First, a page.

Zillow Group's platform Trulia has launched a bot which uses Facebook Messenger to find rental listings, see nearby information and get daily updates on new rentals.
"The chat bot revolution that took Asia by storm with platforms like WeChat has finally hit the US," says Trulia Rentals Senior Product Manager Gaurav Hardikar.
"Thanks to Messenger, consumers can chat online, text, call, video call, and even pay for transactions and services, all in one platform.
According to Hardikar, there are 1 billion Facebook Messenger users worldwide each month.
"Our goal at Trulia is to make it easy and enjoyable for anyone to find their next home, we’re excited to announce today a Trulia bot for Messenger."
Hardikar says the Trulia bot is designed to give consumers daily updates on rental listings that match their criteria.
As consumers launch the Trulia bot for Messenger, they are able to search for properties in any location with basic commands, such as 'For Rent in San Francisco'. They can also search for specifics and use shorthands, like 'two bed, two bath for rent in SF'.
The Trulia bot returns a list of 10 current properties and gives consumers the option to subscribe to daily updates on listings that match their search criteria.
Subscribing to daily updates means consumers get 10 new listings each day.
"Updates are sent at the same time every day, and because we don’t want disturb anyone’s R&R, the updates are sent at 9 am local time (we figure most people are up by then!)," Hardikar says.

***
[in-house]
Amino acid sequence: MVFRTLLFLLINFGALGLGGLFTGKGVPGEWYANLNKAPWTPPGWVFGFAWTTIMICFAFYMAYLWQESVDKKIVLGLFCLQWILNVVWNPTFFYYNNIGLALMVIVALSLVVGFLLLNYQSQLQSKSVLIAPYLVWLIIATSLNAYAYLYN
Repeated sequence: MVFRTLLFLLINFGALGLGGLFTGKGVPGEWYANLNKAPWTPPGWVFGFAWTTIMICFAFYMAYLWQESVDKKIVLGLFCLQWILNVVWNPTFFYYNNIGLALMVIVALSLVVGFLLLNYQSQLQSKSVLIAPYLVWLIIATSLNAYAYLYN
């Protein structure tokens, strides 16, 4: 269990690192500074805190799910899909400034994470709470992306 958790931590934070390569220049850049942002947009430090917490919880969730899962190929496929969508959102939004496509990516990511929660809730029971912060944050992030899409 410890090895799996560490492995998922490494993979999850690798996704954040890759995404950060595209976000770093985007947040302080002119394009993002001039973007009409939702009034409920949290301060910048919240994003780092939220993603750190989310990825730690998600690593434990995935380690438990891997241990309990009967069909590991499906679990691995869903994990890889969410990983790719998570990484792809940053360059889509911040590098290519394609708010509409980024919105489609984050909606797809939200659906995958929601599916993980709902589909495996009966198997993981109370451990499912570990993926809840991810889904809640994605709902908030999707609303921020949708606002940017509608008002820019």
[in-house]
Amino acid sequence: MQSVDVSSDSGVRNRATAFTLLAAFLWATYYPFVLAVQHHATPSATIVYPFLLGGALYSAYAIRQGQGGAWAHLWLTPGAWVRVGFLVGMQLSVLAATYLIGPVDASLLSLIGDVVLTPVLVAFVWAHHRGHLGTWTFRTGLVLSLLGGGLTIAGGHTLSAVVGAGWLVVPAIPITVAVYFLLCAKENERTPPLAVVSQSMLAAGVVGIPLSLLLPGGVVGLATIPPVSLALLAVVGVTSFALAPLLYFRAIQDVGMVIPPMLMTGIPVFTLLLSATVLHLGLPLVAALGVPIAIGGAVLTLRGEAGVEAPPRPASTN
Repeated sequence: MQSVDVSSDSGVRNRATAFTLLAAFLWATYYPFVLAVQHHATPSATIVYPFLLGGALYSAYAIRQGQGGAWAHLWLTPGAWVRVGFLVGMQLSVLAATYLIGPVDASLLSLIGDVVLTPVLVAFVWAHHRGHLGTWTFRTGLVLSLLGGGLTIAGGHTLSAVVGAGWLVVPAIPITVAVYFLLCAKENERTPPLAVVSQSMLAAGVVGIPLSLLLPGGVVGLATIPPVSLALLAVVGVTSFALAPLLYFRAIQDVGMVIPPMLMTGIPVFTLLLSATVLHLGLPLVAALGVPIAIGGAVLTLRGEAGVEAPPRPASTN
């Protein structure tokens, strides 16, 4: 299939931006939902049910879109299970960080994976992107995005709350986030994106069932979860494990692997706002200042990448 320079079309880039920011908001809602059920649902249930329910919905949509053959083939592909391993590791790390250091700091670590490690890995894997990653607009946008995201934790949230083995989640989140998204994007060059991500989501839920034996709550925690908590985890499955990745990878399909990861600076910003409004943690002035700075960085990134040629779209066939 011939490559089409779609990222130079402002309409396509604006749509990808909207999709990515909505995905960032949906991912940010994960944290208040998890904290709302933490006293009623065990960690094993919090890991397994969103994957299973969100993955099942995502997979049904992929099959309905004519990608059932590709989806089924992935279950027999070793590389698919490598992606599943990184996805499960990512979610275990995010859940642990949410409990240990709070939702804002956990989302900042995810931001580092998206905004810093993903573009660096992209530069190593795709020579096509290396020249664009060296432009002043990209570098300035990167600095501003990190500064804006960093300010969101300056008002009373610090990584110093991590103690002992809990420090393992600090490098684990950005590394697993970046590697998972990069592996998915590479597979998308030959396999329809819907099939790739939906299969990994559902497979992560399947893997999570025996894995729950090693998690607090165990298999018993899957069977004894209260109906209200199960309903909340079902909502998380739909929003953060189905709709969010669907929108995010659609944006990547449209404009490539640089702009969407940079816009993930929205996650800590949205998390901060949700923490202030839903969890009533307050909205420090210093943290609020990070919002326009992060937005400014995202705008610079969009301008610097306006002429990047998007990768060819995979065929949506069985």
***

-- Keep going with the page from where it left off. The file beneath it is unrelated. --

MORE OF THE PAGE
"Messenger offers multiple controls for consumers who use it, and consumers can always opt out of the updates, or change their criteria by typing another location and other feature requirements to the bot."
With each property listing, consumers have the option to view the property on Trulia’s mobile website, or get a quick summary within Messenger itself.
If a consumer opts for the summary, they are shown high-level details of the property, including the address, neighborhood summary, price, number of beds and baths, and a photo gallery.
Consumers can also ask the Trulia bot for a property’s local information, which will show them crime stats and interesting demographic details, like median age, number of people who are single and married in the area, and how many homes in the neighborhood are renter-occupied or owner-occupied.
At any point in the experience, consumers can venture out of their current search by typing another location to the bot, or simply typing, “Stop.”
While the Trulia bot only supports rentals searches, Hardikar adds the company sees potential in bringing "real estate search to consumers’ fingertips, no matter what platform they’re on".